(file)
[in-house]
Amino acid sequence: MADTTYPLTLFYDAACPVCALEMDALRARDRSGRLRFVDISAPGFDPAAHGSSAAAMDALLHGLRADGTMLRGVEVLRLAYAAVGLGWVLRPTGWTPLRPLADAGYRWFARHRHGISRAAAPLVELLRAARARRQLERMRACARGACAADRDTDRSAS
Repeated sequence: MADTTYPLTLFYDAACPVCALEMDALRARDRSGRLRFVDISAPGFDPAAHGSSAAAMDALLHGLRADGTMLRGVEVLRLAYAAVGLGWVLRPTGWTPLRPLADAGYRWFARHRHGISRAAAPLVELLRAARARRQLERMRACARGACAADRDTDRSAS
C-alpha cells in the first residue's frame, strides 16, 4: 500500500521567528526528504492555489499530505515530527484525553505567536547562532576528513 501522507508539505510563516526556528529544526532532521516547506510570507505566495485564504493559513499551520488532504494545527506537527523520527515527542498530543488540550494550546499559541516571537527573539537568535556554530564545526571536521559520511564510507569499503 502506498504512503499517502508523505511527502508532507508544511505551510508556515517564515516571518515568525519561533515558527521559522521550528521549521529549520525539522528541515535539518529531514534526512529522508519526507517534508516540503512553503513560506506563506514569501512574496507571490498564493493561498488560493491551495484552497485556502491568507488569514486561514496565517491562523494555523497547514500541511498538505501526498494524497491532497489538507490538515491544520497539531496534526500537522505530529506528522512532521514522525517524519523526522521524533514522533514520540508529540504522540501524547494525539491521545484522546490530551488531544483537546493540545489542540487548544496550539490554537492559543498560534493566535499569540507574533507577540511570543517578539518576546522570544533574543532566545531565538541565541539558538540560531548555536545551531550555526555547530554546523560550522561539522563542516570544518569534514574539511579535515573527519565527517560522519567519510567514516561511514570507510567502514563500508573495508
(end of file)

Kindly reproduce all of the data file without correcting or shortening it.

[in-house]
Amino acid sequence: MADTTYPLTLFYDAACPVCALEMDALRARDRSGRLRFVDISAPGFDPAAHGSSAAAMDALLHGLRADGTMLRGVEVLRLAYAAVGLGWVLRPTGWTPLRPLADAGYRWFARHRHGISRAAAPLVELLRAARARRQLERMRACARGACAADRDTDRSAS
Repeated sequence: MADTTYPLTLFYDAACPVCALEMDALRARDRSGRLRFVDISAPGFDPAAHGSSAAAMDALLHGLRADGTMLRGVEVLRLAYAAVGLGWVLRPTGWTPLRPLADAGYRWFARHRHGISRAAAPLVELLRAARARRQLERMRACARGACAADRDTDRSAS
C-alpha cells in the first residue's frame, strides 16, 4: 500500500521567528526528504492555489499530505515530527484525553505567536547562532576528513 501522507508539505510563516526556528529544526532532521516547506510570507505566495485564504493559513499551520488532504494545527506537527523520527515527542498530543488540550494550546499559541516571537527573539537568535556554530564545526571536521559520511564510507569499503 502506498504512503499517502508523505511527502508532507508544511505551510508556515517564515516571518515568525519561533515558527521559522521550528521549521529549520525539522528541515535539518529531514534526512529522508519526507517534508516540503512553503513560506506563506514569501512574496507571490498564493493561498488560493491551495484552497485556502491568507488569514486561514496565517491562523494555523497547514500541511498538505501526498494524497491532497489538507490538515491544520497539531496534526500537522505530529506528522512532521514522525517524519523526522521524533514522533514520540508529540504522540501524547494525539491521545484522546490530551488531544483537546493540545489542540487548544496550539490554537492559543498560534493566535499569540507574533507577540511570543517578539518576546522570544533574543532566545531565538541565541539558538540560531548555536545551531550555526555547530554546523560550522561539522563542516570544518569534514574539511579535515573527519565527517560522519567519510567514516561511514570507510567502514563500508573495508